A typical week in my home office…
As I move into my fourth year of business, I’ve developed a schedule that works around my lifestyle. A typical work week “at Fletcher Prince” is not a typical work week for many people, but it works for me. I thought I would share what my work is like, and I would love to hear what your work week is like.
David and I (and most independent consultants we know) work out of our homes, and around the schedules of our families (which means I had to get a special permit from the County to work in my house!)
The nature of our wired business means that I rarely get a full day off, even on weekends and when I’m traveling on vacation, but so far, that’s been okay. And my son has been understanding when I need to put in a few hours here or there.
I try to be available during most business hours for my clients. As an independent consultant, I have to take the work that comes along when I can get it. But Monday’s a short day in Fairfax County schools, so I like to spend that afternoon spending quality time with my son, and I use my morning for errands or catching up on small projects. And there are a lot of school holidays and teacher planning days on Mondays. So that’s the reason why I almost never schedule meetings or video shoots on Mondays.
Tuesday through Friday, I’m generally on the clock from 8:30 a.m. to 3:30 p.m. Even if I don’t have a client project, I’m working on Fletcher Prince promotions, paperwork, or pro bono work. But closer to 4 p.m., I’m clocking out to spend time with my son. Being there for him is — for me — the best part of working at home.
Many Tuesdays, David and I meet and have a production meeting over lunch. He also has his own clients, so we don’t always meet. But if we’re working on a big project, we do try to have face time so we can work it all out and coordinate schedules and deadlines. But usually, he works in his home office in Bethesda and I work in mine in Falls Church, and we keep in touch by email and phone.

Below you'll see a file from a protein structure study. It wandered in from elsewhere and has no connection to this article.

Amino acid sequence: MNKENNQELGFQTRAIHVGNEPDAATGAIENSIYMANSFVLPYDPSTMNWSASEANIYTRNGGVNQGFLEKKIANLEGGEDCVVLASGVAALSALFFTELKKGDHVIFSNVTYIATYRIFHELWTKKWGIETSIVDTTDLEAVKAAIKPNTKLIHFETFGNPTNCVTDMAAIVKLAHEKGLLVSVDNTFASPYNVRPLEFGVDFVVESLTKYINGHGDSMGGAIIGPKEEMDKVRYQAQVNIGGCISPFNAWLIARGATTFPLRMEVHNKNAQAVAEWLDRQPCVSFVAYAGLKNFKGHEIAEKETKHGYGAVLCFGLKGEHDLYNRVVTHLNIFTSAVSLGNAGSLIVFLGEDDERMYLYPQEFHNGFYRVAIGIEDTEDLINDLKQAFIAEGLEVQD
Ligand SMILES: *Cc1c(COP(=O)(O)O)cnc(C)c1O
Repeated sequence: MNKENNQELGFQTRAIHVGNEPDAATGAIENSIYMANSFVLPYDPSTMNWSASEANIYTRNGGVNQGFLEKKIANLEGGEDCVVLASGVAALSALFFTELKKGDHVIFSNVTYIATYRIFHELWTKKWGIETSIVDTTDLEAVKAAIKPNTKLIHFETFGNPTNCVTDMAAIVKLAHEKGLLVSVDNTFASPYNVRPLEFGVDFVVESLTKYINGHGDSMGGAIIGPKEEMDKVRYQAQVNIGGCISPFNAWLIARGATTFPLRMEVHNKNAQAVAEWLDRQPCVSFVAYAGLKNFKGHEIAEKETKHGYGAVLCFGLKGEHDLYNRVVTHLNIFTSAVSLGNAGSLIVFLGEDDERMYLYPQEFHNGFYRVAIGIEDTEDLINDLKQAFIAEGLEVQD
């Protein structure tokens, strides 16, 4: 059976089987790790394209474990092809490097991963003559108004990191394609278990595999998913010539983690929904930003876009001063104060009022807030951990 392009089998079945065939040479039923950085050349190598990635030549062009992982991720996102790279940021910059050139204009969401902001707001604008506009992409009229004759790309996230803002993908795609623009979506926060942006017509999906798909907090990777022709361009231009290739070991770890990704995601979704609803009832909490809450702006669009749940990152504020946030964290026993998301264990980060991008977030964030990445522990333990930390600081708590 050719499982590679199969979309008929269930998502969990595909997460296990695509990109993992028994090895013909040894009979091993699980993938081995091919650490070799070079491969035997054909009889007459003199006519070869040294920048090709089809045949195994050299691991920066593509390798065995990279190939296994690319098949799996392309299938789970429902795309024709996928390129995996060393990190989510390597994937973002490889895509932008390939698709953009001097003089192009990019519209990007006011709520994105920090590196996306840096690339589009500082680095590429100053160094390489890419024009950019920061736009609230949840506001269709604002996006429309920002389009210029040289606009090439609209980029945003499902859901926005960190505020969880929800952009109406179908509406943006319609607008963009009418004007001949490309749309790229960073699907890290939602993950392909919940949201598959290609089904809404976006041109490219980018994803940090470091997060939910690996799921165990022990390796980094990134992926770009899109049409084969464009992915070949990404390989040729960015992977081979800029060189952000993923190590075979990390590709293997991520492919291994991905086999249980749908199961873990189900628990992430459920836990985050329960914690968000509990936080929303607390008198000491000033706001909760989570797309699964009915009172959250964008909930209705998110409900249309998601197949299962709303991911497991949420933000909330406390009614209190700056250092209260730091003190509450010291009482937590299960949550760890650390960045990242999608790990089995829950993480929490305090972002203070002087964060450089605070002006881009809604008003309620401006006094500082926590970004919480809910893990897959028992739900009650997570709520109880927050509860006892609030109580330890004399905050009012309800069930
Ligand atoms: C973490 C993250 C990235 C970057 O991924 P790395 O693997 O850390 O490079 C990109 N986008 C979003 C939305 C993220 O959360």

Then, to make up for the time in the afternoons that I spend with my son, I usually put in a few hours every Wednesday night. That’s also when I try to attend networking events.
Every other weekend is usually a crunch weekend for me (when my son’s with his dad). Remember in college when you were trying to finish a paper or cram for an exam? Those weekends often feel like that. A lot of work in a short period! I try to schedule projects that require intensive attention — like setting up blogs or editing video — on those weekends.
Working at home is convenient, especially if you are balancing the demands of family and work. And I love being able to work in a space that feels just right for me, with my paintings, and messy desk, and photos everywhere.
I wonder if working at home will become more of a trend, even for employees of other companies. My sister works for a major corporation. She travels a lot for her job, but when she’s not on travel, she works out of a home office, and she loves it.
There are some downsides to working out of your home. For me, I think the biggest downside is knowing when to quit. The work is always there (so is the laundry). Meetings can also be challenging, and I have to be more proactive about networking opportunities.
The biggest drawback for me about working at home is the isolation. Most days, I don’t mind having the quiet time to work. But sometimes, I do get lonely. I wish I had a dog or cat to keep me company sometimes. I play the radio when it feels too quiet.
That’s why I will make it a priority this year to attend the IPRA (Independent Public Relations Alliance) luncheons. Not only is it fun for me to touch base and eat lunch with a great bunch of people, but the speakers have also been terrific. I have also obtained some of my favorite clients through my connections with this organization.
If you work out of your home, what tips do you have for me? What have you found that works well for you?
- Working From Home: A Survivor’s Guide (mint.com)
- Tips on Managing Time While Working in a Home Office (brighthub.com)
- Seven things you need to know about working from home (theglobeandmail.com)